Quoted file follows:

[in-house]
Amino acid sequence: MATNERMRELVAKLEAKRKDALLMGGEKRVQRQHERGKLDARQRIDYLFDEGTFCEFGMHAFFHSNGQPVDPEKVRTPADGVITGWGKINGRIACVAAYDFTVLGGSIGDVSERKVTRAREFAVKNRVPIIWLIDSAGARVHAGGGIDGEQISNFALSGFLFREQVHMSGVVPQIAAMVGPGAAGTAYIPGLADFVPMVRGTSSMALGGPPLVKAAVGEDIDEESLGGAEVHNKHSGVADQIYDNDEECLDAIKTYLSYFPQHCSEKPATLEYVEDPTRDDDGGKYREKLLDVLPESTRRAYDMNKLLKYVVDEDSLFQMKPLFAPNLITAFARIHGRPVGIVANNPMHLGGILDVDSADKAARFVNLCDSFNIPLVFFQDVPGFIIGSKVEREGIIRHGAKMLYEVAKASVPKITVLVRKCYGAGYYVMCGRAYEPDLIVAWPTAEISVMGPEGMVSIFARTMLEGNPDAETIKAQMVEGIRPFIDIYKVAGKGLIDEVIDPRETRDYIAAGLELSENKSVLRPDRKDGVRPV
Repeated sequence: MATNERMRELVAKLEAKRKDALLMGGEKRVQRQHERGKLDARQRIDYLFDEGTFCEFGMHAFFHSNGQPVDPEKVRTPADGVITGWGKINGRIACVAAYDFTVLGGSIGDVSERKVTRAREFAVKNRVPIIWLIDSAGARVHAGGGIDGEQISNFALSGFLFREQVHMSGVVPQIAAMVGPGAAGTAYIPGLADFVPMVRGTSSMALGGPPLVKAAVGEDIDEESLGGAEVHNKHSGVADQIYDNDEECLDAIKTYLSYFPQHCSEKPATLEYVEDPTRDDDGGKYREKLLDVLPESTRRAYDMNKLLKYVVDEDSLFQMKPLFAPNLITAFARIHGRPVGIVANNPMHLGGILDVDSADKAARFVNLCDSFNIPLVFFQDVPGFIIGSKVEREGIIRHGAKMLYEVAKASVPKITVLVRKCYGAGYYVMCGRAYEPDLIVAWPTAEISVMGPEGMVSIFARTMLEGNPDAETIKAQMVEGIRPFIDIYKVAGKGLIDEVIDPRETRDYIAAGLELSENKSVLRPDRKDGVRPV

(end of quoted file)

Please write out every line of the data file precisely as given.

[in-house]
Amino acid sequence: MATNERMRELVAKLEAKRKDALLMGGEKRVQRQHERGKLDARQRIDYLFDEGTFCEFGMHAFFHSNGQPVDPEKVRTPADGVITGWGKINGRIACVAAYDFTVLGGSIGDVSERKVTRAREFAVKNRVPIIWLIDSAGARVHAGGGIDGEQISNFALSGFLFREQVHMSGVVPQIAAMVGPGAAGTAYIPGLADFVPMVRGTSSMALGGPPLVKAAVGEDIDEESLGGAEVHNKHSGVADQIYDNDEECLDAIKTYLSYFPQHCSEKPATLEYVEDPTRDDDGGKYREKLLDVLPESTRRAYDMNKLLKYVVDEDSLFQMKPLFAPNLITAFARIHGRPVGIVANNPMHLGGILDVDSADKAARFVNLCDSFNIPLVFFQDVPGFIIGSKVEREGIIRHGAKMLYEVAKASVPKITVLVRKCYGAGYYVMCGRAYEPDLIVAWPTAEISVMGPEGMVSIFARTMLEGNPDAETIKAQMVEGIRPFIDIYKVAGKGLIDEVIDPRETRDYIAAGLELSENKSVLRPDRKDGVRPV
Repeated sequence: MATNERMRELVAKLEAKRKDALLMGGEKRVQRQHERGKLDARQRIDYLFDEGTFCEFGMHAFFHSNGQPVDPEKVRTPADGVITGWGKINGRIACVAAYDFTVLGGSIGDVSERKVTRAREFAVKNRVPIIWLIDSAGARVHAGGGIDGEQISNFALSGFLFREQVHMSGVVPQIAAMVGPGAAGTAYIPGLADFVPMVRGTSSMALGGPPLVKAAVGEDIDEESLGGAEVHNKHSGVADQIYDNDEECLDAIKTYLSYFPQHCSEKPATLEYVEDPTRDDDGGKYREKLLDVLPESTRRAYDMNKLLKYVVDEDSLFQMKPLFAPNLITAFARIHGRPVGIVANNPMHLGGILDVDSADKAARFVNLCDSFNIPLVFFQDVPGFIIGSKVEREGIIRHGAKMLYEVAKASVPKITVLVRKCYGAGYYVMCGRAYEPDLIVAWPTAEISVMGPEGMVSIFARTMLEGNPDAETIKAQMVEGIRPFIDIYKVAGKGLIDEVIDPRETRDYIAAGLELSENKSVLRPDRKDGVRPV